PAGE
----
Deborah Rodriguez’s debut novel, A Cup of Friendship, has all the charm, warmth and insight that marked her best-selling memoir, Kabul Beauty School, plus the added advantage of Mozhan Marno’s pitch-perfect narration. It’s a feel-good story backed up by real, on-the-ground knowledge—the kind of inside understanding we rarely get from sound bites and headlines. Sunny, a gutsy girl from Arkansas who owns and runs a coffee shop in Kabul, is the centerpiece. She attracts good people, local and foreign, who form a strong family of friends. Among this cast of memorable characters is a BBC journalist with her own demons, determined to expose injustice against Afghan women; a rich Boston divorcée who finds self-worth in taking up the cause; the tradition-scoffing Afghan woman who works with Sunny; and the lovely young woman from Nuristan whom Sunny takes in and gives new life to. All are touched by the problems of living in a war-ravaged, corrupt society—and by the power of friendship to salve them.

“There is so much good and evil in breaking secrets.” Sally Ryder Brady uses that quote from G.K. Chesterton to let you know that a secret lies at the heart of her remarkably candid memoir, A Box of Darkness, convincingly read here by Joyce Bean. When Sally met Upton Brady, she was a Boston debutante and he was a dashing Harvard classics major who danced like Fred Astaire. They married, had four beautiful, bright children and lived what looked like a charmed life among the literati glitterati, with all the trappings of the wealth they didn’t have. But urbane, clever Upton, a man who could rewire the house or make an exquisite evening dress, drank to excess and had a closeted gay life, one he hid and denied with Sally’s seeming compliance. They’d been married for 46 years when Upton died suddenly; going through his things after his death, Sally was no longer able to deny who he had been. Thus she began to ask the questions that led to this “story of a marriage,” to the peeling back of layers of memories, trying to understand this complex man, yearning to have her “partner for eternity” back.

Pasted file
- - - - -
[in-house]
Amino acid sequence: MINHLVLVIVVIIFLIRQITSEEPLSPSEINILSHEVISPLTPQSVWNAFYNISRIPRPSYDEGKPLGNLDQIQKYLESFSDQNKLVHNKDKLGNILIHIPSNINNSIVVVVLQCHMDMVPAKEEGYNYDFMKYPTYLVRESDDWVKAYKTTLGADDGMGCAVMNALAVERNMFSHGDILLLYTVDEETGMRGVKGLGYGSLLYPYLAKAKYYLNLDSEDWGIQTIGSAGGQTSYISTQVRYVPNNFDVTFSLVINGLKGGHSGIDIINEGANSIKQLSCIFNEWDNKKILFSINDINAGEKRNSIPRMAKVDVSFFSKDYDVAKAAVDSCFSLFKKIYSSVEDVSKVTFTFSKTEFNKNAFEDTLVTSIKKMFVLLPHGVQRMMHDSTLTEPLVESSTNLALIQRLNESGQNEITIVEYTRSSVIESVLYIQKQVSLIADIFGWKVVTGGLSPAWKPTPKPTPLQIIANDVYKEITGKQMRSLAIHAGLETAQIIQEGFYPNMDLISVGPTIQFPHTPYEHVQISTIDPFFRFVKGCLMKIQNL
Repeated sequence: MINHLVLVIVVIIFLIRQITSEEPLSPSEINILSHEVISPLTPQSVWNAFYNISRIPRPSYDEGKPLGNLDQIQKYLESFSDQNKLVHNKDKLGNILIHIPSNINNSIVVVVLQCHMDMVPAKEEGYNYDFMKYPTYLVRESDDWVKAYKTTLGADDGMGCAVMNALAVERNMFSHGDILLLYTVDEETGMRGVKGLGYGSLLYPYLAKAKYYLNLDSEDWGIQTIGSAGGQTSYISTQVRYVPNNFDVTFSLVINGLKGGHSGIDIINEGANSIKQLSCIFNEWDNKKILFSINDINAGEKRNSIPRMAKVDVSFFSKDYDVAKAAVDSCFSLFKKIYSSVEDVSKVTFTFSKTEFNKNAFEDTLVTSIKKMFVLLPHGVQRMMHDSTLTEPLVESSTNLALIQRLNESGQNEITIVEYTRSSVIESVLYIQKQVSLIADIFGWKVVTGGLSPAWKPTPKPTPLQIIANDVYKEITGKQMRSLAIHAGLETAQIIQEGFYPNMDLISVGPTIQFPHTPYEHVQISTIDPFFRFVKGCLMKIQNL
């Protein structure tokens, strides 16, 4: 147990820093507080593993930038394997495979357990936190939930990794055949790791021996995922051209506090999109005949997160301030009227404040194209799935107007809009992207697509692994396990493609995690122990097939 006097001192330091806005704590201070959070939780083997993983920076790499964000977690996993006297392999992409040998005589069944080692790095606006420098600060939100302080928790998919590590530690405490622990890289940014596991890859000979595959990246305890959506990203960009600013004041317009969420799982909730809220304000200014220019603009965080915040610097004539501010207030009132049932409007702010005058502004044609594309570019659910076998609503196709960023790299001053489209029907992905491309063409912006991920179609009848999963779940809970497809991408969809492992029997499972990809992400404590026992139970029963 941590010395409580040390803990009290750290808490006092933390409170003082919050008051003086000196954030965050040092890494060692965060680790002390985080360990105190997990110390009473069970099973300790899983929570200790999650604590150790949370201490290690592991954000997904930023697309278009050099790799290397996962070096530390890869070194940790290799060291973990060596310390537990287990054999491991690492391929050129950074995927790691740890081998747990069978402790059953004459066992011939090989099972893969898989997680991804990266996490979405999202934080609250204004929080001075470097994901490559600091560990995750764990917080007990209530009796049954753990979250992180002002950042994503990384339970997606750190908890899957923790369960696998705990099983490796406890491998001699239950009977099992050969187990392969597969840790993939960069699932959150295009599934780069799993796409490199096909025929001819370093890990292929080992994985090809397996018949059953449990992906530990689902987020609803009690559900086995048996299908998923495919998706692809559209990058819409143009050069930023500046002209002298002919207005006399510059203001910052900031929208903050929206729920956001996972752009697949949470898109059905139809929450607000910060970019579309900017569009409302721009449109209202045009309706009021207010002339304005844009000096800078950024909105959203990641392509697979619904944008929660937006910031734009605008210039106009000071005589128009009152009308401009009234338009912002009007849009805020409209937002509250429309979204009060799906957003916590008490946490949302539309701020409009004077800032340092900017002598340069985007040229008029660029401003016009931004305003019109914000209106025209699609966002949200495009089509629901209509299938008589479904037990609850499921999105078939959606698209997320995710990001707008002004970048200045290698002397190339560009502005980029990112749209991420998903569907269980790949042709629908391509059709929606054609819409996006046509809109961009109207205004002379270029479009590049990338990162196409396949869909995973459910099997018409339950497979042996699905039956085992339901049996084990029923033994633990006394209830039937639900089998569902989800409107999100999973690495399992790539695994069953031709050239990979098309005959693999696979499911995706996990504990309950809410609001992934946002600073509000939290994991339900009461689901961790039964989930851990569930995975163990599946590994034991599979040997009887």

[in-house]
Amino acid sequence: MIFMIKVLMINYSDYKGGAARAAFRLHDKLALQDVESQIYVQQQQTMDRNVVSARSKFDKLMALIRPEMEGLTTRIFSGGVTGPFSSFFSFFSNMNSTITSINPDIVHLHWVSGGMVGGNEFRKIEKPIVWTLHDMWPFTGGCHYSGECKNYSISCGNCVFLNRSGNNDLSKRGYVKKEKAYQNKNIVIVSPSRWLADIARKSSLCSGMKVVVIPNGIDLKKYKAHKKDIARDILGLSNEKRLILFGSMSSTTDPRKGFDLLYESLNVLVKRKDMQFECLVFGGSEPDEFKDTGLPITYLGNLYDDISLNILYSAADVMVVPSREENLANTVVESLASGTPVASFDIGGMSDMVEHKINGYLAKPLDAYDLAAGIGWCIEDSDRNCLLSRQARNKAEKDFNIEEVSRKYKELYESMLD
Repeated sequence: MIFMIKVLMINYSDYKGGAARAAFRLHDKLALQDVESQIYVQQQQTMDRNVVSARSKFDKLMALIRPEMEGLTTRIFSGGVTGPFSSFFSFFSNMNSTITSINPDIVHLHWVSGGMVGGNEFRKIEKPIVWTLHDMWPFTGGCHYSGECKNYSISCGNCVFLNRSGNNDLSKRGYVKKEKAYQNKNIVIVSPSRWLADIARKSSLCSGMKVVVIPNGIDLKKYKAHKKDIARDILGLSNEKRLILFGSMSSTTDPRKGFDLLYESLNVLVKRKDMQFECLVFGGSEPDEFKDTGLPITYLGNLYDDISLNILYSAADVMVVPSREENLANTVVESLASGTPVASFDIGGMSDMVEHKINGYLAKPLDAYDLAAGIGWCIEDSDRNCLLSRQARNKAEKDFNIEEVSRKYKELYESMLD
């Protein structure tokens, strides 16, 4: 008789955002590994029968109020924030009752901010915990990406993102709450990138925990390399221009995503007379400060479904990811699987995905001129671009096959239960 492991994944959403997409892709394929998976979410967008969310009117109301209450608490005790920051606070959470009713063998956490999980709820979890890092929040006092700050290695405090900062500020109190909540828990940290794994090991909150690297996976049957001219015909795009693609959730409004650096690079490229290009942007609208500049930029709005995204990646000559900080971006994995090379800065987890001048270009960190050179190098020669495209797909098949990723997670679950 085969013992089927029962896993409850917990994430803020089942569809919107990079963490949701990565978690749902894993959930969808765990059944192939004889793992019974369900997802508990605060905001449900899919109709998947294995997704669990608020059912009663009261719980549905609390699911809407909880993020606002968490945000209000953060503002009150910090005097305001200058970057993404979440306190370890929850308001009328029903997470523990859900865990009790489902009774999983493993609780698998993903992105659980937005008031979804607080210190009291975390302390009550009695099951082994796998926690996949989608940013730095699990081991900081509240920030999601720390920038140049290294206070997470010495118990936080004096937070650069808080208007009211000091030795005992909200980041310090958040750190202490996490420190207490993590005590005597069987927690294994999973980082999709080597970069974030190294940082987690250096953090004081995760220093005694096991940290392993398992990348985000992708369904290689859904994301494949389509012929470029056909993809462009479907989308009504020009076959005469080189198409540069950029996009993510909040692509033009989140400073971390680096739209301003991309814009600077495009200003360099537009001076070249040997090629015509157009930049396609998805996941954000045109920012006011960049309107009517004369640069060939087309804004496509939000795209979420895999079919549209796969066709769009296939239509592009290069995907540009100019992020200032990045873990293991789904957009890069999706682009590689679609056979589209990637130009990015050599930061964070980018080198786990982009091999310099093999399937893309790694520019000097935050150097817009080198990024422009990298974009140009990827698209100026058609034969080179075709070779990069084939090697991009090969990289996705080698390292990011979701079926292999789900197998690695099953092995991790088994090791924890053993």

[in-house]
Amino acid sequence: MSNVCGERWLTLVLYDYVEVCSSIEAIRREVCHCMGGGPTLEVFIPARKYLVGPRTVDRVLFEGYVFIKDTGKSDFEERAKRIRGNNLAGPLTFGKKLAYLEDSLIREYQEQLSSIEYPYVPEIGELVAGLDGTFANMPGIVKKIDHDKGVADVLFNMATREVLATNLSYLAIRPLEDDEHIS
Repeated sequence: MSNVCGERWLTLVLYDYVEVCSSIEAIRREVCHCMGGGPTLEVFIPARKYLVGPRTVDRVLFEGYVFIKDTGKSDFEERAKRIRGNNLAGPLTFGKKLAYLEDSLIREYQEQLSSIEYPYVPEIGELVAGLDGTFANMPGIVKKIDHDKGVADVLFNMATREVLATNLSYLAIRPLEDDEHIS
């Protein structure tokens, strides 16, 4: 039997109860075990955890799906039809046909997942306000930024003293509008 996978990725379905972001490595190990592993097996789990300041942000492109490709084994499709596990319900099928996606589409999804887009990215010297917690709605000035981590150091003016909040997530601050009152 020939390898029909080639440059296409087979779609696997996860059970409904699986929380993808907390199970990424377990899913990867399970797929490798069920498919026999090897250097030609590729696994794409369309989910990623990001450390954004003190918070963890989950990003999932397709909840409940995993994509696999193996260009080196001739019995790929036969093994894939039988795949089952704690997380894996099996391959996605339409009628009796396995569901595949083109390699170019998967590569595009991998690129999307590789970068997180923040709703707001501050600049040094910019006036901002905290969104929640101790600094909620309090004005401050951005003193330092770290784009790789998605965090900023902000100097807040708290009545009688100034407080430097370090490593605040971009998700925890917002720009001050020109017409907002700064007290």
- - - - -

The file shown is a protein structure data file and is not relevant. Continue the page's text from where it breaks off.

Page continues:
Judi Dench is a treasure, and her latest commentary on acting, actors, directors and her celebrated, multi-decade career is a treasure trove of memories and moments, onstage and off. She insists that And Furthermore is not an autobiography, but rather a filling-in and a follow-up to what has been written by and about her. Narrated in perfect Dench style by Samantha Bond, this is the ideal format for quick glimpses, drawn with humor and charm, of her incredibly full working life, from her earliest appearances with the Old Vic and the Royal Shakespeare Company to her many roles in West End and on Broadway, in television and on the silver screen, including an Academy Award-winning portrayal of Queen Elizabeth I in Shakespeare in Love. Acting seems to be as important to Dame Judi as breathing; it’s what she does and who she is—and it’s her greatest joy, a joy she delights in sharing with her audiences and, here, with us. Dench doesn’t intend to quit, so if we’re lucky, there will be a further And Furthermore.

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